Coordinating fruit harvest with a winemaker is very important and involves specific needs for delivery of the fresh-picked fruit, including date, time of day, and size of shipping container. Maintaining good fruit quality during harvest and shipping will help assure quality fruit for winemaking.

Current Status and Potential Growth of the Ohio Fruit Industry

A description of the status of the fruit industry should be included in a marketing plan. This informs the winery of the necessity of contracting with a fruit grower to assure their procurement of an adequate volume of fresh fruit. Information should include:

  • number of fruit growers in Ohio
  • number of fields committed to specific crops (e.g., blueberries, raspberries, strawberries, etc.)
  • acres of fruit crops grown locally and statewide
  • projection of future production of various fruit crops

Analysis Of Market Conditions and Prices Received for Fruit Crops

Information on Ohio fruit production can be obtained at the USDA web site Accurate production and pricing information may still be very difficult to obtain since many Ohio fruit crops are considered too small for USDA annual surveys.

Fruit Crops Market Influences and Risk Assessment

A fruit operation may succeed or fail for several reasons. Certain factors play an important role in success or failure and are not easily controlled by the grower. The productivity and longevity of the fruit crops being grown helps determine the potential profit. Some key factors of fruit production include:

  • overall demand from Ohio wineries
  • demand for locally grown fruit
  • cost of producing fruit
  • machinery cost for producing fruit
  • labor availability and cost

Natural events can have a major impact on fruit production. Some common reasons why fruit crops may not be productive include:

  • abnormal weather (excessive spring/fall frosts and extreme low winter temperatures)
  • negative impacts of pollution on fruit
  • deer feeding on tender vegetation
  • birds eating mature fruit
  • pests reducing yields and quality
  • soil compaction reducing yields

Fruit Crops Marketing Analysis

A market analysis is an important component of a market plan. It shows lenders and investors the need for your product. Local, state, and national market trends can all play an important part in whether your fruit sells and the price you receive. To properly market your fruit, you need to estimate the number of tons you will be selling.

The potential profit in fruit production is a function of the overall sale of fruit, and the price received per pound/ton, both of which determine the total income. The importance of growing and marketing high quality fruit cannot be overemphasized. Wine produced from pest-ridden fruit will generally have an inferior quality and is not palatable. This reduces the value of your fruit. Quality of the fruit can also be measured in terms of the sugar content, which is evaluated as a percent of soluble solids (Brixo).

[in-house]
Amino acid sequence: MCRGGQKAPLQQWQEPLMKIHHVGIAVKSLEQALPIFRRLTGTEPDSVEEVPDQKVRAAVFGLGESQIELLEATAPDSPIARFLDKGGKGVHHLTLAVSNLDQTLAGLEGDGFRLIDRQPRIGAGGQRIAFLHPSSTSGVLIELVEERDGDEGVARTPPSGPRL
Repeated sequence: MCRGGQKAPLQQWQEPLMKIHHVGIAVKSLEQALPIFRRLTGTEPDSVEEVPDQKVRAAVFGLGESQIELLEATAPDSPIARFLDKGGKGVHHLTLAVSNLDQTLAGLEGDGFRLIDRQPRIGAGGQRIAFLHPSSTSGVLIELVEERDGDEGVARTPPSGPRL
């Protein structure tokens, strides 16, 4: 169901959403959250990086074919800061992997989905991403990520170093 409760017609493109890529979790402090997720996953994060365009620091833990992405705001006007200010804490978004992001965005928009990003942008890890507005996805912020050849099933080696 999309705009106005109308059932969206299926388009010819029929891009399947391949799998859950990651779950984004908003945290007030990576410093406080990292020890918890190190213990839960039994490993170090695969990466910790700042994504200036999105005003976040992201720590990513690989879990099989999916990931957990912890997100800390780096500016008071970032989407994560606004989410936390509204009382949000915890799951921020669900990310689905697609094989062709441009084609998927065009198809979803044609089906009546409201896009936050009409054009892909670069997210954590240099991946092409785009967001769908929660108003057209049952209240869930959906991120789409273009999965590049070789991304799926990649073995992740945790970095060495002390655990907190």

Current Winery Situation

There are 373 commercial wineries as of January 2022 in Ohio, and the demand for locally grown fruit has grown significantly during the last 30 years. Ohio wineries need fruit that is locally grown, which will help to reduce the cost of having fruit shipped in from out of state.

Fruit Quality and VolumeA cluster of blueberries ripening on a blueberry bush.

A brief description of the field production would be helpful for buyers looking to purchase fresh, pest-free fruit. To maximize quality, fruit should be allowed to ripen to its fullest potential. Total acreage of your fruit production should be provided to show wineries what volume of fruit they could expect.

A list of fruit produced and anticipated harvest dates for each crop will enable a winemaker to better gauge when fruit will be shipped.

Some varieties of blueberries, strawberries, and brambles mature early in the harvest season and other varieties mature late. Actual harvest date will depend on the stage of ripeness, which can be monitored by measuring sugar content (Brixo). Full sunlight is required to produce quality fruit and high yields. Pruning practices can impact sunlight penetration and thus influence the overall fruit quality and flavor.

Marketing Tools

Growers can use different resources to market their crops to wineries in Ohio and beyond. One good tool is The Grape Exchange (TGE) & The JOB Board. This service is provided by the OSU’s viticulture program. The purpose of this site is to assist grape growers and wineries in selling and/or buying grapes, wine, juice, or associated equipment, and posting jobs wanted or jobs available. Listings are posted to the “Buckeye Appellation” website at Updates are sent to all Ohio Grape Electronic Newsletter subscribers via email. To post new or make changes to current ads, please e-mail Dr. Maria Smith at Weekly updates of listings are e-mailed to OGEN subscribers as needed throughout the season. Fruit growers are encouraged to contact Dr. Smith if they have fruits for sale to Ohio wineries.

There are other resources available online. One good national website is as Fruit growers also use social media outlets such as Facebook, Instagram, and Twitter. The traditional methods, such as a phone call or a face-to-face meeting, still has a place too.


Success in selling your fruit to a winery depends on your marketing plan. This is your best opportunity to receive full attention from wineries. A marketing plan will help show how you produce high-quality fruit, and how a specific winery can profit from buying your fruit.


Spiller, Lisa S., and Martin Baier. 2005. Contemporary Direct Marketing. London: Pearson.

This fact sheet is based on  HYG-1433-09 by Dr. Maurus Brown, former Small Fruit Crops Specialist with OSU South Centers, Piketon; and Dr. Julie Fox, former Direct Marketing Specialist at OSU South Centers, Piketon, and Director, Strategic Initiatives and Urban Engagement for Ohio State University Extension.

Originally posted Mar 11, 2022.